Astronomer Ken Tapping looks over some of the electronics at the Dominion Radio Astrophysical Observatory. Western News file photo

Stargazing: Rocks from Mars

Ken Tapping is an astronomer with the NRC’s Dominion Radio Astrophysical Observatory, Penticton.

So far we have found getting on for 100,000 meteorites scattered on the surface of the Earth.

Some of these rocks from space are raw material left over from the formation of the Solar System, and are therefore just a continuation of the now-slowing process of planet building. However, some of them are bits knocked off other planets. Around 150 of them are bits of the planet Mars. They were ejected into space by volcanic eruptions in Mars’ early history, or more recently by meteoric impacts. They spent millions of years or longer orbiting around the Sun until they finally collided with our planet. How then can we determine where these rocks came from, and what can they tell us?

Meteorites are usually recognizable because their surfaces look blackened, melted or glazed. This happened during the last few seconds of their journey here, as they smashed into our atmosphere at tens of thousands of kilometres an hour. Friction heated their surfaces to thousands of degrees, melting them and blasting material away. Now think about how they started their journey. They were explosively ejected upwards with enough speed to get into space. Mars has an atmosphere, and the same sort of frictional heating and melting happened there on the way up as happened here when the rocks were on their way down. In doing so samples of the Martian atmosphere got trapped as tiny bubbles in the molten surfaces of the rocks. These samples were securely contained when the rock got into space, and the melted rock solidified.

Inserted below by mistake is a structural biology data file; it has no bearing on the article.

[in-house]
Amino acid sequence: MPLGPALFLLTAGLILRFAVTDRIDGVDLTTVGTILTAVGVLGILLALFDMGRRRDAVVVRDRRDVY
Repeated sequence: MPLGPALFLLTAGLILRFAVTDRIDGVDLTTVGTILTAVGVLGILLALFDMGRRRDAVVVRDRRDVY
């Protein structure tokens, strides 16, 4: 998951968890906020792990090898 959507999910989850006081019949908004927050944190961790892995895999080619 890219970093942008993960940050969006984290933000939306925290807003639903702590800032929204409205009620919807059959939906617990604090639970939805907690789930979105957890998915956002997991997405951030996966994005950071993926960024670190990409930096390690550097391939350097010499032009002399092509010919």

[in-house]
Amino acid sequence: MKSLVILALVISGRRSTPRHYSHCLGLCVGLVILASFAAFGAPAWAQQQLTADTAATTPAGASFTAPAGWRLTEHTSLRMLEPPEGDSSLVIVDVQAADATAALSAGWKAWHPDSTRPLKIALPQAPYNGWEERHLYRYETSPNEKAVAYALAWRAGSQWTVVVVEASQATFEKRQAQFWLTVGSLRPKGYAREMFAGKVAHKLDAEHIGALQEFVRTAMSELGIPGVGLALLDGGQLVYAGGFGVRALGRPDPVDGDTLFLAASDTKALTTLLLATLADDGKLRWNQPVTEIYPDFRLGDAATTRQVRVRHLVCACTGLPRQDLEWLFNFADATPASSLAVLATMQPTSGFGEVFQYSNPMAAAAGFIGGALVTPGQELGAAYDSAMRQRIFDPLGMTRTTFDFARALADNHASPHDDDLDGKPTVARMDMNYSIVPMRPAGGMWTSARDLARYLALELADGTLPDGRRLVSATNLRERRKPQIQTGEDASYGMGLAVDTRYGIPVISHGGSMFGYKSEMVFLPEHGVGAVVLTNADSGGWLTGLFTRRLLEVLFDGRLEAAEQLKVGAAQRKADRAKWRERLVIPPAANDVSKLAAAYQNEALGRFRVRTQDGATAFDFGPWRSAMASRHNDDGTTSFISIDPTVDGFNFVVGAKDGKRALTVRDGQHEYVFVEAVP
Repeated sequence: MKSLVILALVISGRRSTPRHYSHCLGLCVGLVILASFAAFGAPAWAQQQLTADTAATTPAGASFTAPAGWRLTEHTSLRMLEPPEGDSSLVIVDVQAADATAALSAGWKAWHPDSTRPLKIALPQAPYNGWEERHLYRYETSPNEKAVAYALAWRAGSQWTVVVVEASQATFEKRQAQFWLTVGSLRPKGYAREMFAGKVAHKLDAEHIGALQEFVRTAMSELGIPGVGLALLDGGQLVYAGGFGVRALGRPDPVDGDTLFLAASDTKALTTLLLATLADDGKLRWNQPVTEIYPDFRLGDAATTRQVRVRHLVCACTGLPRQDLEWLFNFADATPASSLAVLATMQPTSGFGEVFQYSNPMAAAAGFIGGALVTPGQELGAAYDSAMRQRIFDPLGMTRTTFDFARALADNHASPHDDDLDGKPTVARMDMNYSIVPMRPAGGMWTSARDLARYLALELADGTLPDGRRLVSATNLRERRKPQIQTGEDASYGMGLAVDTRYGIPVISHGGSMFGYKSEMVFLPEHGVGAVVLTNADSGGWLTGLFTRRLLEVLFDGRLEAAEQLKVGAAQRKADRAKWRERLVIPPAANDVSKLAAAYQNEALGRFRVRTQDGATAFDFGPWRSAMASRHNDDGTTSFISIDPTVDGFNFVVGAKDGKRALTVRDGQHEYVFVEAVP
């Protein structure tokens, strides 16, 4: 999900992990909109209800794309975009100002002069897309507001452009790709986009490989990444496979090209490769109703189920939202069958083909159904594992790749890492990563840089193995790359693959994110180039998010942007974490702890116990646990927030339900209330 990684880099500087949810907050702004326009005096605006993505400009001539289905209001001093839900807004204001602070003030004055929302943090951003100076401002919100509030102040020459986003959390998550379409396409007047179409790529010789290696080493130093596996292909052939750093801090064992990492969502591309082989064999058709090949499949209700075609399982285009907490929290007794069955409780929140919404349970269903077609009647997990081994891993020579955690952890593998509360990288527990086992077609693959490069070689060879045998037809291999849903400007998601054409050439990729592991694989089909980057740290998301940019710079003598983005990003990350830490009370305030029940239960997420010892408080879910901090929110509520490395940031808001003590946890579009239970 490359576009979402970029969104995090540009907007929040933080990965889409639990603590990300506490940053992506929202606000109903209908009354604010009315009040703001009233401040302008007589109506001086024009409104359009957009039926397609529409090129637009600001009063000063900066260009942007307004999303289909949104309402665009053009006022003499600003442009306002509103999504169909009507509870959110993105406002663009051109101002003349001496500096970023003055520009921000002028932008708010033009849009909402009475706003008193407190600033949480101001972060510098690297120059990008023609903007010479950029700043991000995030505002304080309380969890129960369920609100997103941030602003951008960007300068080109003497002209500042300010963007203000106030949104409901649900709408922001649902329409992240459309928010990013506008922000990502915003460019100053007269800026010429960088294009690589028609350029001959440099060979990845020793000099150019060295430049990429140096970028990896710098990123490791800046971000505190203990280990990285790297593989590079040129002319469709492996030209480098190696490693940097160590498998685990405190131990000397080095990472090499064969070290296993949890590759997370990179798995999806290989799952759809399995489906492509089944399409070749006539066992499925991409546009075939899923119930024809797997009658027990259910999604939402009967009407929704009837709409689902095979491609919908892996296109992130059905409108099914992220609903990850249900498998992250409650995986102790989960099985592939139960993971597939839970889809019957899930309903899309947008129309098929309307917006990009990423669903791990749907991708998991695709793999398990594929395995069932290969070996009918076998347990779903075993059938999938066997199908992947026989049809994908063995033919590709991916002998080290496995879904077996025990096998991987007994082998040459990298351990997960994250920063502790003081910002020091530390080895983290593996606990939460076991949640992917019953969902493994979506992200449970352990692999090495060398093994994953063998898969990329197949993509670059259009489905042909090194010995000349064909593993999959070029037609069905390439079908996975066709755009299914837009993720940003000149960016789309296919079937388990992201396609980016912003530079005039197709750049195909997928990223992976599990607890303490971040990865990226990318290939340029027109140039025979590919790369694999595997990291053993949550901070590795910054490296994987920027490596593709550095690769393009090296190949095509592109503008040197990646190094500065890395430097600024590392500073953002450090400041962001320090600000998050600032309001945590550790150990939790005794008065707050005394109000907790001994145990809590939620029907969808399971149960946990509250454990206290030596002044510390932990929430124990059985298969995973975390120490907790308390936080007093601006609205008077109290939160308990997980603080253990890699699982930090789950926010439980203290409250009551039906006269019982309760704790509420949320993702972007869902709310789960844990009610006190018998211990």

On arrival at Earth, frictional heating melted the surface again, trapping some of our atmosphere. When the falling rock had slowed to subsonic speeds, the airflow would have cooled off the rock, so that by the time it hit the ground it was no longer partially melted.

We can drill into the rock to find those tiny bubbles of trapped atmosphere and analyze them. Trapped samples of our atmosphere are easy to identify. We know the composition of the Earth’s atmosphere extremely well. Let’s assume we have found some samples of some other atmosphere. How do we determine what planet that particular atmospheric mixture came from?

The Moon, where some meteorites have come from, has no atmosphere. Neither does Mercury. Venus’ atmosphere is a toxic mixture of carbon dioxide, sulphuric acid and other chemicals. The asteroids donít have atmospheres. Jupiter, Saturn, Uranus and Neptune have deep, dense atmospheres covering whatever rocky or icy body is concealed beneath, and it is unlikely anything could be knocked off into space. If it did, the atmosphere sample would contain gases like methane, ammonia and hydrogen. Titan, Saturn’s largest moon, has an atmosphere, of nitrogen, with some methane and other hydrocarbons. The bubbles of alien atmosphere in the meteorite are none of the above. That leaves Mars.

Moreover, thanks to the landers and rovers now on the Martian surface, we know the composition of Marsí atmosphere almost as precisely as we know the composition of the Earth’s. It is 96 per cent carbon dioxide, 1.9 per cent argon, 1.9 per cent nitrogen, and traces of oxygen, carbon monoxide, water and methane. We can be sure we have a Martian rock sample.

Most of the Martian meteorites are made up of igneous rocks blasted from deep inside the planet. However a few fragments of rock came from closer to the planet’s surface. Some contain carbonates and sulphate minerals. These require mild surface temperatures and liquid water. In the Solar System we have only two worlds that fit the bill: Earth, and Mars as it was long ago. However, as yet no Martian meteorite contains solid evidence of life.

Top of FormMars lies low in the Southwest after sunset. Jupiter rises soon after dark and Saturn in the early hours. The Moon will be Full on the April 10.

Ken Tapping is an astronomer with the NRC’s Dominion Radio Astrophysical Observatory, Penticton.

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